The pollsters’ reports and press releases usually begin with the asked question and then present tables with the statistical proportions of poll respondents giving each of the possible answers. However, the news media stories about the polls usually report only the results, and by leaving out the questions and the don’t knows, transform answers into opinions. When these opinions are shared by a majority, the news stories turn poll respondents into the public, thus giving birth to public opinion…

To be sure, poll respondents favor what they tell the pollsters they favor. But still, poll answers are not quite the same as their opinions. While their answers may reflect their already determined opinions, they may also express what they feel, or believe they ought to feel, at the moment. Pollsters should therefore distinguish between respondents with previously determined opinion and those with spur-of-the-moment answers to pollster questions.

However, only rarely do pollsters ask whether the respondents have thought about the question before the pollsters called, or whether they will ever do so again. In addition, polls usually do not tell us whether respondents have talked about the issue with family or friends, or whether they have expressed their answer cum opinion in other, more directly political ways.

Interesting thoughts. As far as surveys and polls go, they are only as good as the questions asked. But, I wonder if Gans’ suggestions might backfire: what if a majority of Americans don’t have intense feelings about an issue or haven’t thought about the issue before? What then should be done with the data? Polls today may suggest a majority of Americans care about an issue but the reverse might really be true: a lower percentage of Americans actually follow all of the issues. Gans seems to suggest it is the active opinions that matter more but this seems like it could lead to all sorts of legislation and other action based on a minority of public opinion. Of course, this may be it really works now through the actions and lobbying of influential people…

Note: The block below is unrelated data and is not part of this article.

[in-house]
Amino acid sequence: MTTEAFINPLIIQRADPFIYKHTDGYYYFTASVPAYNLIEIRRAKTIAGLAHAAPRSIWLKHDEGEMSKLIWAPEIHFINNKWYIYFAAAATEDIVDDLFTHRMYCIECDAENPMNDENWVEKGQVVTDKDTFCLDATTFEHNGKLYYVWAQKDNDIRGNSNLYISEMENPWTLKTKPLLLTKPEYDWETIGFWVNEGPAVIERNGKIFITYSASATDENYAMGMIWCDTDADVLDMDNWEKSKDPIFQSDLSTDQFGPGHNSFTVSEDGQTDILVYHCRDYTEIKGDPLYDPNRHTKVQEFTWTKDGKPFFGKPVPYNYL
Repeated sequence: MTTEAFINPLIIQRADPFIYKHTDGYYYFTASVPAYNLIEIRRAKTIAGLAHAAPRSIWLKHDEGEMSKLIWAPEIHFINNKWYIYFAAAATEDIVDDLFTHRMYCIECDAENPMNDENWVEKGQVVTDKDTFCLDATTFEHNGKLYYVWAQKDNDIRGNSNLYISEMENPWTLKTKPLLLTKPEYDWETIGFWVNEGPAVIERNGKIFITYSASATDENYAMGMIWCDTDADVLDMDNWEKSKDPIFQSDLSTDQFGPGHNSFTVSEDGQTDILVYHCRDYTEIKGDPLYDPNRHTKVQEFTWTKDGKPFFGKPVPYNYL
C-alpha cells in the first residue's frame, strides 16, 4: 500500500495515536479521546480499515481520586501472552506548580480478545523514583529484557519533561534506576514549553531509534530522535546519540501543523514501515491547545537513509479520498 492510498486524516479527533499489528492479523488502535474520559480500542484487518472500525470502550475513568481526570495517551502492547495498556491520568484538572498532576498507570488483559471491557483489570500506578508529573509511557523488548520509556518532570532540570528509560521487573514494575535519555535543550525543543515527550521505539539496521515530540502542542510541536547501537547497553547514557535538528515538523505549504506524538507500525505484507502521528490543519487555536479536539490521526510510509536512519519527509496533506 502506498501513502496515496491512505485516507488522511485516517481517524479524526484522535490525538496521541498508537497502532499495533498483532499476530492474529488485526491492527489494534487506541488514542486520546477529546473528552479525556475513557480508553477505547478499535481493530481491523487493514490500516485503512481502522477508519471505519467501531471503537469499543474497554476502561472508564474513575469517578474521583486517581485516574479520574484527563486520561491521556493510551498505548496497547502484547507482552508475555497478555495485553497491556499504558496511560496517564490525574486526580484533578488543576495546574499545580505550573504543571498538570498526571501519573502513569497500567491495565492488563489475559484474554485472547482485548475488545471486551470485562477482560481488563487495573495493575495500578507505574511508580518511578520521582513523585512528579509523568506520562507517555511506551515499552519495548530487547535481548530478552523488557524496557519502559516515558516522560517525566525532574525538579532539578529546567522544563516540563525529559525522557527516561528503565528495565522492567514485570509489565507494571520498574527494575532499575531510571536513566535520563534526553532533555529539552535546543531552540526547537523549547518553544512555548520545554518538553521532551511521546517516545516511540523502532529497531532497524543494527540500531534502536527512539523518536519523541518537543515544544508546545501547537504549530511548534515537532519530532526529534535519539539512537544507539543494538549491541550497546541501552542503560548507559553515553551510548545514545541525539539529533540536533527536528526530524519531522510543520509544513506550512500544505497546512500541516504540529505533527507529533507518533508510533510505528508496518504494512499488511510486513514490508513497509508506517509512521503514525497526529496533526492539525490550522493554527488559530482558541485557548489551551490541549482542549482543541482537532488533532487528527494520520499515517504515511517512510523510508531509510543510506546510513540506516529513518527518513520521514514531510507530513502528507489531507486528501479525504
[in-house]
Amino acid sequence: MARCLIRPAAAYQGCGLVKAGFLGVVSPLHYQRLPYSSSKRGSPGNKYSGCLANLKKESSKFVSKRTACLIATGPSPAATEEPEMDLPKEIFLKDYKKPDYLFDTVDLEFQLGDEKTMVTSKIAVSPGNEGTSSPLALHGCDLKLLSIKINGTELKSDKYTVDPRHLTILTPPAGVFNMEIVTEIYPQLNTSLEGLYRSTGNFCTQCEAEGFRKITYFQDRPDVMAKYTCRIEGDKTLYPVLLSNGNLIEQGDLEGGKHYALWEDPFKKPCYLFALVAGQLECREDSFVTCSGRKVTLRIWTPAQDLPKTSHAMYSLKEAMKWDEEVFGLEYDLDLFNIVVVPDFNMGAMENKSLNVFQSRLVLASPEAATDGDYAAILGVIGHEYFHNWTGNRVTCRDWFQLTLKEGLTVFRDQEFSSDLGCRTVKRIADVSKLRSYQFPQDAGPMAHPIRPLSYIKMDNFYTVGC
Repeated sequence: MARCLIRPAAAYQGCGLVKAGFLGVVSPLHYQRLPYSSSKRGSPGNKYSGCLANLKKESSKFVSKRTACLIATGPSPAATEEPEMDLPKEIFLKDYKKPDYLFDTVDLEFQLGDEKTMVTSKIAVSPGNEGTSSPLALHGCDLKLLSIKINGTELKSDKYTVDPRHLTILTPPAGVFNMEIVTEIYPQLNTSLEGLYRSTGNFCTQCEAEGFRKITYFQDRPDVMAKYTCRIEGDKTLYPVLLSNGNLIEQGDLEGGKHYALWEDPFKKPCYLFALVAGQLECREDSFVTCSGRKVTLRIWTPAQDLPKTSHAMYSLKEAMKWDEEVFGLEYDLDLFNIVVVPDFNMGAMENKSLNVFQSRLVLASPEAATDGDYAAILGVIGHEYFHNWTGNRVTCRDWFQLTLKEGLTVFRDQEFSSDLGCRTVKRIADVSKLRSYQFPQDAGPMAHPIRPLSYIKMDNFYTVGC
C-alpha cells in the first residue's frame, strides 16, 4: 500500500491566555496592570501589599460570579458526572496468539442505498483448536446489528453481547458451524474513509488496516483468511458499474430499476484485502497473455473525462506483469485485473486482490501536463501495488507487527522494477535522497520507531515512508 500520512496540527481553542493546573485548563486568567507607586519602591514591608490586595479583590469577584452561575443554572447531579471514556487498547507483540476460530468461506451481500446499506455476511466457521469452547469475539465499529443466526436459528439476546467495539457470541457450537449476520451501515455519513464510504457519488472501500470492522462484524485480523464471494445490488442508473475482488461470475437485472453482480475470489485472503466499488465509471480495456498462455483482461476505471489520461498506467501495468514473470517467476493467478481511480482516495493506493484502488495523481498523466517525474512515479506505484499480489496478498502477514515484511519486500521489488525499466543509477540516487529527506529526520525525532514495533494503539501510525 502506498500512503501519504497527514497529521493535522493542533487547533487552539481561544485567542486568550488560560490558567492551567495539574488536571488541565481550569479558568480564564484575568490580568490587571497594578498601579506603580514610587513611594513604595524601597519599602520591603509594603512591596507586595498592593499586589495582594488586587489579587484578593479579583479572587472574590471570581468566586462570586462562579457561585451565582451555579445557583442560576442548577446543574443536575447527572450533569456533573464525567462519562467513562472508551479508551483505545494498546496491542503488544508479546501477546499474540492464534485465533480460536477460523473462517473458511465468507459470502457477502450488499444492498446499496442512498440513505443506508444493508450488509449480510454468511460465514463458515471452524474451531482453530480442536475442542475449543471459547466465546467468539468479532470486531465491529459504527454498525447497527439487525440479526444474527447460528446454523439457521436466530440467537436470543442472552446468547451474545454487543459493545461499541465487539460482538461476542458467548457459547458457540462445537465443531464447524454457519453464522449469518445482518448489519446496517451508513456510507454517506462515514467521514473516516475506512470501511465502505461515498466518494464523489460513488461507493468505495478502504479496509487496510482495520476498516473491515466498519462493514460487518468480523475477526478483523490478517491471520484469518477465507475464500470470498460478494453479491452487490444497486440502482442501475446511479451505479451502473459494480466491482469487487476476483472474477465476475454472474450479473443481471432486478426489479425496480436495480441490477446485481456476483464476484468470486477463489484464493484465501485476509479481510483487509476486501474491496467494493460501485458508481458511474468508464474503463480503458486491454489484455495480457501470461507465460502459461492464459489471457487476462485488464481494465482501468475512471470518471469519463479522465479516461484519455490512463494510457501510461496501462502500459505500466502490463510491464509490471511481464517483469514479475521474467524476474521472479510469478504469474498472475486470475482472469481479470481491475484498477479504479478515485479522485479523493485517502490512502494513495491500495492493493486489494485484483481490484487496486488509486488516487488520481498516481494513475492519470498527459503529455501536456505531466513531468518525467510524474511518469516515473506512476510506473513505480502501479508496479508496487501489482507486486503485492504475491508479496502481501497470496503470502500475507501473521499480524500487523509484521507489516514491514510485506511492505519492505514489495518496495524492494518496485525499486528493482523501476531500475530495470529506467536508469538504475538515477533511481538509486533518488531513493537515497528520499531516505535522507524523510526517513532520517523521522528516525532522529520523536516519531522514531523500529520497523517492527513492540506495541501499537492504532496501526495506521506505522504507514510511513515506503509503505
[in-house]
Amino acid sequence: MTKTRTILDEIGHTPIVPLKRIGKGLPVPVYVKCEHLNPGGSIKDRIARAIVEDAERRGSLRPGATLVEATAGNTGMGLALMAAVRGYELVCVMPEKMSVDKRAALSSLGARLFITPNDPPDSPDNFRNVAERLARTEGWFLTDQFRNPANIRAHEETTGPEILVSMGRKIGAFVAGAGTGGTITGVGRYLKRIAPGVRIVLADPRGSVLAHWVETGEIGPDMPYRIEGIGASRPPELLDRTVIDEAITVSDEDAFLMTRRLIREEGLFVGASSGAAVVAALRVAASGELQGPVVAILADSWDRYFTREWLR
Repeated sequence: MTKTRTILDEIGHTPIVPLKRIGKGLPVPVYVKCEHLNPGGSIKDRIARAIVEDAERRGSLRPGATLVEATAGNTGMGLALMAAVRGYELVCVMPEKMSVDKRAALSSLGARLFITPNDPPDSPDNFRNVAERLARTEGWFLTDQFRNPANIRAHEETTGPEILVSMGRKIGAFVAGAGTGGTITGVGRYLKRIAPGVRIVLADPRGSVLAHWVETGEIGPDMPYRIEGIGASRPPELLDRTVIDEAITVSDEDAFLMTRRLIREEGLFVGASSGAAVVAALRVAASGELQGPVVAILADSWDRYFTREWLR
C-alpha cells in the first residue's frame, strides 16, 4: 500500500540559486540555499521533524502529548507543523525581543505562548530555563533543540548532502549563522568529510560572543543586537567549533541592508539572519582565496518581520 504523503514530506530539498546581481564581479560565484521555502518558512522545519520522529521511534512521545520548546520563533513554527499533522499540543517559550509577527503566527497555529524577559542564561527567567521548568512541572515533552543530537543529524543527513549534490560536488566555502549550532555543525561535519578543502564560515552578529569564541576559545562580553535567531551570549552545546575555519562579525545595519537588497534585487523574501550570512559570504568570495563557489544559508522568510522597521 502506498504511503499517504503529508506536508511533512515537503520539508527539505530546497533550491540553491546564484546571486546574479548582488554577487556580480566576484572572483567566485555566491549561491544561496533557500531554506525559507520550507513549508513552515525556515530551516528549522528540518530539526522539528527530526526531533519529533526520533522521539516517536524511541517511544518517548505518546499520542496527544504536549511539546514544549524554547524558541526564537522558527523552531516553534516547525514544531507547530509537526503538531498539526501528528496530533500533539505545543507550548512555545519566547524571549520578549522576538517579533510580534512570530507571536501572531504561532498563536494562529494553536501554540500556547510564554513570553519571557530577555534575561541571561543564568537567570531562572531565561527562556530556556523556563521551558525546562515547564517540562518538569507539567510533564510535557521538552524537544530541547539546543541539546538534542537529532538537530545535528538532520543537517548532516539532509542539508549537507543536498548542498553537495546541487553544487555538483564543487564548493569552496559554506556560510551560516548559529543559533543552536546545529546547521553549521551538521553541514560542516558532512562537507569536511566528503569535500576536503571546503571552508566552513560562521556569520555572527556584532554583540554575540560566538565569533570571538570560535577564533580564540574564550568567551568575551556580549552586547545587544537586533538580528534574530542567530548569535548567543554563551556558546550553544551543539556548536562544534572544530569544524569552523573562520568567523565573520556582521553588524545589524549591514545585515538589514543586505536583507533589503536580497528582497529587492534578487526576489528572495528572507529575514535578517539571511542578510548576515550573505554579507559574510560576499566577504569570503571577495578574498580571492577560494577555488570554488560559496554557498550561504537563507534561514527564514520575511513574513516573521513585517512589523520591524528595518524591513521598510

It sounds like the real issue here is how much public opinion, however it is measured, should factor into the decisions of politicians.

Samuel Barber asks what might happen “If Mayors Ruled the World”

Richard Florida interviews Samuel Barber about his forthcoming book titled If Mayors Ruled the World. Here is why Barber thinks mayors are increasingly important:

The problem here is that political sovereignty has passed to the economic sector, where global financial capital and multinational corporations exercise an undue influence on both domestic and international affairs. Cities share jurisdiction over the economic resources of the city — where commercial, financial and information capital are concentrated — but that jurisdiction is limited by the emerging sovereignty of economics over politics.